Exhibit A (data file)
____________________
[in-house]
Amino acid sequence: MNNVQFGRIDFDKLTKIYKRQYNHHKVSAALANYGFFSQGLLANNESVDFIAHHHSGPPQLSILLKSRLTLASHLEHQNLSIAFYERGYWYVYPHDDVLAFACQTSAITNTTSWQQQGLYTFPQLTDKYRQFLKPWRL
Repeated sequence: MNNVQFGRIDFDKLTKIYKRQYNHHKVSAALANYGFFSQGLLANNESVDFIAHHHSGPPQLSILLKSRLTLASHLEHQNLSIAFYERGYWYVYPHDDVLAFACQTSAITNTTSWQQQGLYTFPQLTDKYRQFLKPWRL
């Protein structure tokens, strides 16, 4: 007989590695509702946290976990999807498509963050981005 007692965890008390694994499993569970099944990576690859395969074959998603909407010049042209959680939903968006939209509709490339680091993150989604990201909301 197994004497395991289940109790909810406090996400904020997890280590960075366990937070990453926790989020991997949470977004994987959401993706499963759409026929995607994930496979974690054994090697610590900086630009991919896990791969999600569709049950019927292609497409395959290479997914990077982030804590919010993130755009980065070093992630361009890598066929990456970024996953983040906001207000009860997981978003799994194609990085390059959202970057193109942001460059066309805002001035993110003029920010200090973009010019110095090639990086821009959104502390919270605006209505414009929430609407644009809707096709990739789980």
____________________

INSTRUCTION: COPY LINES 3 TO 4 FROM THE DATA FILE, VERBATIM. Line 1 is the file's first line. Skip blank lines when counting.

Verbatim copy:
Repeated sequence: MNNVQFGRIDFDKLTKIYKRQYNHHKVSAALANYGFFSQGLLANNESVDFIAHHHSGPPQLSILLKSRLTLASHLEHQNLSIAFYERGYWYVYPHDDVLAFACQTSAITNTTSWQQQGLYTFPQLTDKYRQFLKPWRL
């Protein structure tokens, strides 16, 4: 007989590695509702946290976990999807498509963050981005 007692965890008390694994499993569970099944990576690859395969074959998603909407010049042209959680939903968006939209509709490339680091993150989604990201909301 197994004497395991289940109790909810406090996400904020997890280590960075366990937070990453926790989020991997949470977004994987959401993706499963759409026929995607994930496979974690054994090697610590900086630009991919896990791969999600569709049950019927292609497409395959290479997914990077982030804590919010993130755009980065070093992630361009890598066929990456970024996953983040906001207000009860997981978003799994194609990085390059959202970057193109942001460059066309805002001035993110003029920010200090973009010019110095090639990086821009959104502390919270605006209505414009929430609407644009809707096709990739789980």